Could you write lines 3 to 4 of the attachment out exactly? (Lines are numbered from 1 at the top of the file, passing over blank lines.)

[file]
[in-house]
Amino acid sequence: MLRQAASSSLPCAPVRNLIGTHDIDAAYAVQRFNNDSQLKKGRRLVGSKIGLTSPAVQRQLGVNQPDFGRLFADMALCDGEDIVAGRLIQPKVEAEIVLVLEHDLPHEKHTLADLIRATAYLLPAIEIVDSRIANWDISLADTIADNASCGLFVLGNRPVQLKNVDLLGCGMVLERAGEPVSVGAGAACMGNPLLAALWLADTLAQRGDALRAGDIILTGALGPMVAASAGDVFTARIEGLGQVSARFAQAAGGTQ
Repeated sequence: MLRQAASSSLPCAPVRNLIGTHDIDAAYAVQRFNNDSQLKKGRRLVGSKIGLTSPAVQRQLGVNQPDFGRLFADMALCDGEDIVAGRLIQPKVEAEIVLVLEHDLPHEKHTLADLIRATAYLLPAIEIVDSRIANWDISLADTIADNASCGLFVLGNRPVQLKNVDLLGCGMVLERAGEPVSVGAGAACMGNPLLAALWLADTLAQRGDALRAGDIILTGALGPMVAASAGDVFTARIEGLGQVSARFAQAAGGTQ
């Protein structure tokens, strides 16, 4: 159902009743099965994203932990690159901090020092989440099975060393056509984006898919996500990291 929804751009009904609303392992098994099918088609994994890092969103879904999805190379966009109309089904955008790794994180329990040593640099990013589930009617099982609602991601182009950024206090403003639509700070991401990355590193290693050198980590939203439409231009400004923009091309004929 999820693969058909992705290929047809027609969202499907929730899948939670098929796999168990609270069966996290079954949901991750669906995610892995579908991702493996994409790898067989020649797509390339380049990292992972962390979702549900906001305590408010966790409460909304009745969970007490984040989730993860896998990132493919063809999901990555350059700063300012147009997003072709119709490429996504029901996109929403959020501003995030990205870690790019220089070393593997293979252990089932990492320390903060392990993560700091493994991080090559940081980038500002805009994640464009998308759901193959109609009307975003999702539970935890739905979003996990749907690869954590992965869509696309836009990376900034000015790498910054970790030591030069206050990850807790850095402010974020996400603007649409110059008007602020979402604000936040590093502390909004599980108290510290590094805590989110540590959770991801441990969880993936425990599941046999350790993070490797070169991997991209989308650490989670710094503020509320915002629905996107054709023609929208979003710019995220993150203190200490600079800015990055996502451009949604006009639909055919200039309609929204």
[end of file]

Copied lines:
Repeated sequence: MLRQAASSSLPCAPVRNLIGTHDIDAAYAVQRFNNDSQLKKGRRLVGSKIGLTSPAVQRQLGVNQPDFGRLFADMALCDGEDIVAGRLIQPKVEAEIVLVLEHDLPHEKHTLADLIRATAYLLPAIEIVDSRIANWDISLADTIADNASCGLFVLGNRPVQLKNVDLLGCGMVLERAGEPVSVGAGAACMGNPLLAALWLADTLAQRGDALRAGDIILTGALGPMVAASAGDVFTARIEGLGQVSARFAQAAGGTQ
């Protein structure tokens, strides 16, 4: 159902009743099965994203932990690159901090020092989440099975060393056509984006898919996500990291 929804751009009904609303392992098994099918088609994994890092969103879904999805190379966009109309089904955008790794994180329990040593640099990013589930009617099982609602991601182009950024206090403003639509700070991401990355590193290693050198980590939203439409231009400004923009091309004929 999820693969058909992705290929047809027609969202499907929730899948939670098929796999168990609270069966996290079954949901991750669906995610892995579908991702493996994409790898067989020649797509390339380049990292992972962390979702549900906001305590408010966790409460909304009745969970007490984040989730993860896998990132493919063809999901990555350059700063300012147009997003072709119709490429996504029901996109929403959020501003995030990205870690790019220089070393593997293979252990089932990492320390903060392990993560700091493994991080090559940081980038500002805009994640464009998308759901193959109609009307975003999702539970935890739905979003996990749907690869954590992965869509696309836009990376900034000015790498910054970790030591030069206050990850807790850095402010974020996400603007649409110059008007602020979402604000936040590093502390909004599980108290510290590094805590989110540590959770991801441990969880993936425990599941046999350790993070490797070169991997991209989308650490989670710094503020509320915002629905996107054709023609929208979003710019995220993150203190200490600079800015990055996502451009949604006009639909055919200039309609929204």